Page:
Do you love to add honey to your meals or drinks but are wondering if honey is keto-friendly? Read on to find the answer once and for all!
The sweetness of honey can not be overstated. Honey is the earliest natural sweetener known to man. It's also arguably one of the sweetest natural substances we eat.
When it comes to sugar substitutes, honey is by far one of the most common. You only need small amounts to sweeten up your food or drinks. Honey is also a good idea if you are trying to limit your sugar consumption, and it helps reduce sugar cravings.
What is honey?
Honey is a sweet, syrupy liquid secreted by honeybees after they have fed on nectar from certain flowers. Honey is golden-colored and sticky to the touch. It is a much healthier sugar substitute, and it has a very distinct taste.
Honey has many uses, including being used in baked treats, cereals, candies, and medicines. It can be gotten from many grocery stores, but you have to make sure it is raw natural honey and not the adulterated kind.
This is because some brands of store-bought honey have added sugars in them. It is best you avoid these types. Sometimes the best place to get local honey is from a farmer's market if you have one near you.
Types of honey
Honey has many types and flavors. These kinds are influenced by the kind of flower a bee gets nectar from and the consistency of rainfall or temperature.
Some are fruity, some taste floral, others might taste buttery. Here are a few of the popular types available:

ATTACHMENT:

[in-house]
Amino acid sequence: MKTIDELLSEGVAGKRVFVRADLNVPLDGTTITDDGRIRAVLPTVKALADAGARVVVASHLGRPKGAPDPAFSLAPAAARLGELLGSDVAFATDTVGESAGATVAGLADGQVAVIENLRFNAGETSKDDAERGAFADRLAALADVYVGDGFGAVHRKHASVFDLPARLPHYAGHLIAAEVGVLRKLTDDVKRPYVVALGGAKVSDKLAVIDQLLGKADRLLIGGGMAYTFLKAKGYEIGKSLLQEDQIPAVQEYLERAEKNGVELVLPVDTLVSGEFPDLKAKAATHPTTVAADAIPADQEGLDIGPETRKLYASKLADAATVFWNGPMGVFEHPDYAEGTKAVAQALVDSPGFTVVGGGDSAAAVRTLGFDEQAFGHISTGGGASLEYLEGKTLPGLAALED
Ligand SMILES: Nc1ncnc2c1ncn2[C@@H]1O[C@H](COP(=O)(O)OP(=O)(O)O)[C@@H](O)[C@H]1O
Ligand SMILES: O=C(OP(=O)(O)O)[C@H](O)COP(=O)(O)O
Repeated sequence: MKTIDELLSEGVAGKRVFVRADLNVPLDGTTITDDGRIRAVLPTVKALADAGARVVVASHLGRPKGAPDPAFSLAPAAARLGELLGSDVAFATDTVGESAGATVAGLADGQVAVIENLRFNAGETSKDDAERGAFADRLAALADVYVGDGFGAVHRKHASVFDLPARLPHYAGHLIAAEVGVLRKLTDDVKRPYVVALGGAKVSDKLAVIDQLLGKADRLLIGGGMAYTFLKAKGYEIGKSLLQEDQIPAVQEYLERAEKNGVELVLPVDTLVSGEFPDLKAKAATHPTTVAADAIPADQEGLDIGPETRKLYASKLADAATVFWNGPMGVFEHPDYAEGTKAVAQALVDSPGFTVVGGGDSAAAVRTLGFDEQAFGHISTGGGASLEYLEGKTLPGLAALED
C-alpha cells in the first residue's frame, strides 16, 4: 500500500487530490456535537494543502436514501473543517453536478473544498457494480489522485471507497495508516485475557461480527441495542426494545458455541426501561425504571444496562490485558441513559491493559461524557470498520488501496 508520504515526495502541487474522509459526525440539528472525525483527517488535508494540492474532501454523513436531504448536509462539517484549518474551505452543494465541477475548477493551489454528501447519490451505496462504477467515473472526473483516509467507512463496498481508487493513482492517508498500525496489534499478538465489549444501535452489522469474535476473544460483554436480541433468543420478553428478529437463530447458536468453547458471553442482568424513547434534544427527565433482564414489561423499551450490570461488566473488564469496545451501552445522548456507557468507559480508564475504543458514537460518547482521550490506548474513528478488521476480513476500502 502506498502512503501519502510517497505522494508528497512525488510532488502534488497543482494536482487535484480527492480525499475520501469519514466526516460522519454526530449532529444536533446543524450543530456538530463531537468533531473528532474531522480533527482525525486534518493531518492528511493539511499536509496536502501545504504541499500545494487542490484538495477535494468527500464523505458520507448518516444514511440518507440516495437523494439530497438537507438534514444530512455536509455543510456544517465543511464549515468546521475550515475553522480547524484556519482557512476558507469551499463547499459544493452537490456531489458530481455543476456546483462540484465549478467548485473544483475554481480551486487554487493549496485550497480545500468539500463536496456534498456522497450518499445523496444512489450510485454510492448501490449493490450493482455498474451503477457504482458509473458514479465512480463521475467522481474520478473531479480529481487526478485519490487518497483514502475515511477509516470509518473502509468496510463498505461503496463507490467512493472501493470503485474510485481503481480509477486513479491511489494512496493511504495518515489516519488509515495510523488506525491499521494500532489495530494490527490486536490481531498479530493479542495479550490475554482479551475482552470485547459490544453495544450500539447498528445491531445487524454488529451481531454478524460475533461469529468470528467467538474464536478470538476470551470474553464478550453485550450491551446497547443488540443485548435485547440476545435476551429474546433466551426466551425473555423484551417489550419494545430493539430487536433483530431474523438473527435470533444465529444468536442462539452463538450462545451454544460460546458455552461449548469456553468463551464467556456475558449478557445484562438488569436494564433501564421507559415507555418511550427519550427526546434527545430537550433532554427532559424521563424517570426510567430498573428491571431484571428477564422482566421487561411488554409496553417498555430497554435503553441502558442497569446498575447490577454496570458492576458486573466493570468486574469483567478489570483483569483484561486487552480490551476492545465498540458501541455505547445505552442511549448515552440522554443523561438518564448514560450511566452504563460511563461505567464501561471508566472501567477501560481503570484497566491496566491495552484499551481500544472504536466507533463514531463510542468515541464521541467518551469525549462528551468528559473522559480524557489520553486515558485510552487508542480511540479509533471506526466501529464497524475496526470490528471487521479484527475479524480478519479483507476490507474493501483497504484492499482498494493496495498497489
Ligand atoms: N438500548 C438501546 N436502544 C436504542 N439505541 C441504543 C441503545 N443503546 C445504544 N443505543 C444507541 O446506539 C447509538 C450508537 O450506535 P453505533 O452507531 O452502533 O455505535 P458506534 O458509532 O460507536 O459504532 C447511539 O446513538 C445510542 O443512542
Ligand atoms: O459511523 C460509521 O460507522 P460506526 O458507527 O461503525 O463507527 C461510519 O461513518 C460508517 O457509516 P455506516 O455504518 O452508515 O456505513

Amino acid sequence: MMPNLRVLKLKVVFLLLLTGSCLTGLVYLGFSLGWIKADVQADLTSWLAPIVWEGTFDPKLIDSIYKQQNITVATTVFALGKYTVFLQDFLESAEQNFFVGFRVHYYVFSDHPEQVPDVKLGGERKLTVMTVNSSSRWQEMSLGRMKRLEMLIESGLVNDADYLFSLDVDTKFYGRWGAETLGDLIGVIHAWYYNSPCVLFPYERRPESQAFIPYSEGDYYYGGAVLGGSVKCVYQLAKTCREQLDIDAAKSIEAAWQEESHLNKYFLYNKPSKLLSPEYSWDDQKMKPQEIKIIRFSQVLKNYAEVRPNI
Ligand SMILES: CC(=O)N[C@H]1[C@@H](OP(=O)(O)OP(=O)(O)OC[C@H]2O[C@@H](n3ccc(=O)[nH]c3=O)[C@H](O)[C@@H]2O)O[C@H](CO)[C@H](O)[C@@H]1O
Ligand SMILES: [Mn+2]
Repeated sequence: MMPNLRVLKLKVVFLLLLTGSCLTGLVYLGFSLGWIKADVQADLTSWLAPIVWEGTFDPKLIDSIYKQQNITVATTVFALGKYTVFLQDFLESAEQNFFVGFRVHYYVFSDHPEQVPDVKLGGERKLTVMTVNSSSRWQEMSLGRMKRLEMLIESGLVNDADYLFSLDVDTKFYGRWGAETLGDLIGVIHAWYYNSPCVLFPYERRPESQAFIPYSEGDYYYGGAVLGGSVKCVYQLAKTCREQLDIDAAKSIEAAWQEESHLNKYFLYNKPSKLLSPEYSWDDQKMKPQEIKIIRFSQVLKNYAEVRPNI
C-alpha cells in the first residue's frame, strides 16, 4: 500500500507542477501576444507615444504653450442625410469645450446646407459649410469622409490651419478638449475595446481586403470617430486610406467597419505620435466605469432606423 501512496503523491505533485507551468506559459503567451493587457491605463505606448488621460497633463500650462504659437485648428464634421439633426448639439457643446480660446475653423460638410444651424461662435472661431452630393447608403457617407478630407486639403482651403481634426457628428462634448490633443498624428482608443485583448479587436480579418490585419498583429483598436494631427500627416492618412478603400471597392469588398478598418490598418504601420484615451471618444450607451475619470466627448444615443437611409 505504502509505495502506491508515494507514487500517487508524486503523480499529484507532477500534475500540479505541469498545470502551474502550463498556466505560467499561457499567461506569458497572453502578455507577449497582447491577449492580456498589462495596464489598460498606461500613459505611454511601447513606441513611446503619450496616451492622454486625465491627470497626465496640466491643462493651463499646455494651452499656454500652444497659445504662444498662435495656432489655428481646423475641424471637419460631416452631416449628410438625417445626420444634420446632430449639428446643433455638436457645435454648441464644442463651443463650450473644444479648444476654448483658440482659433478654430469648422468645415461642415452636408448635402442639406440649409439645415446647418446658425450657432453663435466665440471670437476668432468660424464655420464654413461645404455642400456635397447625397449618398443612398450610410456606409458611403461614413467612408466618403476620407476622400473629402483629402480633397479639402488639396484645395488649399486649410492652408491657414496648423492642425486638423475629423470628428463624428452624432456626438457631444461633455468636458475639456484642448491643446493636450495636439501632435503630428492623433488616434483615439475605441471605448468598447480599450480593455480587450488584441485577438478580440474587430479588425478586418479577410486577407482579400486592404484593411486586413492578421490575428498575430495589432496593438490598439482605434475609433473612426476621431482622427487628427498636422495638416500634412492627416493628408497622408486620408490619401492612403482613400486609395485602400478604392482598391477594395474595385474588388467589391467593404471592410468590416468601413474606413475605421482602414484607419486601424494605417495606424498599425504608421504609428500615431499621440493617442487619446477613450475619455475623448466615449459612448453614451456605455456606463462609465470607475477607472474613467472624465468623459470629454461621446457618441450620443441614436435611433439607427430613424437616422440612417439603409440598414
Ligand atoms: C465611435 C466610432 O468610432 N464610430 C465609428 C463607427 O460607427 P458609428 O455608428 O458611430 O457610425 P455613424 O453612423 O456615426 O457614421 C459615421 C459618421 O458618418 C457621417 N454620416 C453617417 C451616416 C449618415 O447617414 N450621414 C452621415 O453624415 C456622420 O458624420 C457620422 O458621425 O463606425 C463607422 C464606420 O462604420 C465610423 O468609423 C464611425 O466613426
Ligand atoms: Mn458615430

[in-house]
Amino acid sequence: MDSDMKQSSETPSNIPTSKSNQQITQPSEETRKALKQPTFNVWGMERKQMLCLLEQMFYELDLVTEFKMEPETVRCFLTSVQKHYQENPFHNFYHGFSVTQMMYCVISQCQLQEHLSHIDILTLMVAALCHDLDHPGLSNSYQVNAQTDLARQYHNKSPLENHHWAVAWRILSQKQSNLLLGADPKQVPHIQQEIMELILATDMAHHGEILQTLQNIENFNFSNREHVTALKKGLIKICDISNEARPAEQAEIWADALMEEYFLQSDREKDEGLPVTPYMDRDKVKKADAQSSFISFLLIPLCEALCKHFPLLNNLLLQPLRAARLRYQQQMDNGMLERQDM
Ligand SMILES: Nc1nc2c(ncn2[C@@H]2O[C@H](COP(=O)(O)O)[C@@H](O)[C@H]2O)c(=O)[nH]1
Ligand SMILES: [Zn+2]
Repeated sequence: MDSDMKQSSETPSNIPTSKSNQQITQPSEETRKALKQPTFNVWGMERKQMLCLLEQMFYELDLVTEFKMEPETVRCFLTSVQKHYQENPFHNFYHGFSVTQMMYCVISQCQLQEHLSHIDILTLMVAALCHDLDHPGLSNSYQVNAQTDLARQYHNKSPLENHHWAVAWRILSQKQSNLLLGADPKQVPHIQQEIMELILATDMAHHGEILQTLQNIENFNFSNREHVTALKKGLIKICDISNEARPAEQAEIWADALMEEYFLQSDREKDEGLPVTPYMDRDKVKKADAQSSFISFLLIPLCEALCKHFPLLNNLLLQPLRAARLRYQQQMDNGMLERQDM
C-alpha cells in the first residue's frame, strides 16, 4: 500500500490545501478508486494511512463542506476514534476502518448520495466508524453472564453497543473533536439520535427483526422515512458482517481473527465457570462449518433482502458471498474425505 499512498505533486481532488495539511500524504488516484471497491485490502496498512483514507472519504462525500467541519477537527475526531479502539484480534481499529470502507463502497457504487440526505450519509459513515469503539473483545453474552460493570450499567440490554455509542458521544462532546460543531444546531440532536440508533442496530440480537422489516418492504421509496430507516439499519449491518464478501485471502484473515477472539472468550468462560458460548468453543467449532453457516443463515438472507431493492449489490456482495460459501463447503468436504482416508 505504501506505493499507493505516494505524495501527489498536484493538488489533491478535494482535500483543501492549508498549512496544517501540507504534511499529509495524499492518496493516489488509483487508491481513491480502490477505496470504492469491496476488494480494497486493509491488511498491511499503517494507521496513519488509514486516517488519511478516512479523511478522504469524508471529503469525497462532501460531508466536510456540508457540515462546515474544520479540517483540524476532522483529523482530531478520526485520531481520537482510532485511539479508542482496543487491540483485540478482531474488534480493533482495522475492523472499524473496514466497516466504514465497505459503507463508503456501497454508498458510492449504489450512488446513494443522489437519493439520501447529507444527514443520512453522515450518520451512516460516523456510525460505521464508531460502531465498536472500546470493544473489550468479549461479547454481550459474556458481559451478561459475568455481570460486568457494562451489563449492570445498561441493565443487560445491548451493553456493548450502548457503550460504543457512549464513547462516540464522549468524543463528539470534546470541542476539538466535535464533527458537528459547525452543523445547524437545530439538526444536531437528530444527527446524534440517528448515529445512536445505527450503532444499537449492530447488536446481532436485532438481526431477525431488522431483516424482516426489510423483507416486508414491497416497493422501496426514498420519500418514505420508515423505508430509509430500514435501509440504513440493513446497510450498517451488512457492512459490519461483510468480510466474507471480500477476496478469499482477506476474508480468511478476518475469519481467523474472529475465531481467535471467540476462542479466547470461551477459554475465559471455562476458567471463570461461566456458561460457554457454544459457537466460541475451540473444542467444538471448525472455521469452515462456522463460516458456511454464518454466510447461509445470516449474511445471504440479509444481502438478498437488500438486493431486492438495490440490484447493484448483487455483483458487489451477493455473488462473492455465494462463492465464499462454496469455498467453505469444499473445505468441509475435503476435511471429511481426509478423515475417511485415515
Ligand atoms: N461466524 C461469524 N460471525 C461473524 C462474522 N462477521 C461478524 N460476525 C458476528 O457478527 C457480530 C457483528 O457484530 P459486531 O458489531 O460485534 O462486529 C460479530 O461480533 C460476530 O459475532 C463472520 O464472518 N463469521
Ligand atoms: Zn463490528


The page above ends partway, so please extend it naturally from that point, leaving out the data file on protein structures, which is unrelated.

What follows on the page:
- Alfalfa honey: Made primarily in the US and Canada, Alfalfa honey is made from the nectar of blue or purple blossoms. It is light gold and smells and tastes lightly floral.
- Acacia honey: This floral-tasting honey is the most common. It is produced mainly in Europe and North America. It is clear, light, and retains its liquid state for a long time due to the high concentration of fructose.
- Avocado honey: Unlike the name suggests, this honey tastes nothing like avocado. Instead, it is gotten from the nectar of California Avocado blossoms. Avocado honey is dark-colored and has a rich, buttery taste.
- Aster honey: This type of honey has a particularly sweet smell. It is light-colored and gotten from the Mid-south region of the US. Aster honey crystallizes fast and is best used to sweeten drinks and deserts.
- Beechwood honey: Commonly known as honeydew honey, this honey is sourced from the sap on the barks of beechwood trees in New Zealand. The sap is collected by bees and turned into aromatic honey. Beechwood honey is perfect when used as a syrup for fruit salads and pancakes.
Honey nutrition facts
Honey is fat-free, cholesterol-free, protein-free, sodium-free, and gluten-free. In addition, honey contains trace elements of vitamin B, zinc, copper, iron, and calcium. A tablespoon of honey contains 64 calories, 17 grams of sugar but no dietary fiber.
The quality and mineral content of honey depends on the plants from where bees get the nectar. It also depends on how it is extracted and processed. Generally, darker, thicker honey has more health benefits than lighter-colored honey.
Is honey healthy?
Honey is loaded with so many health benefits. For example, honey in its raw form is said to help with seasonal allergies and speed up the healing process of minor wounds.
It also has high antioxidant levels, which clean the blood and help to improve heart health. Warm water and a tablespoon of raw honey also help with soothing a cough.
As with everything in life, moderation is key when consuming honey.
Honey vs. Sugar
Honey and regular sugar are both carbohydrates that comprise mainly glucose and fructose.
Sugar is a processed sweetener that does more harm than good to the human body, and that in itself is an excellent reason to steer clear of it. It is filled with empty calories and is highly addictive. In general, swapping sugar for honey or other healthy artificial sweeteners is your best bet.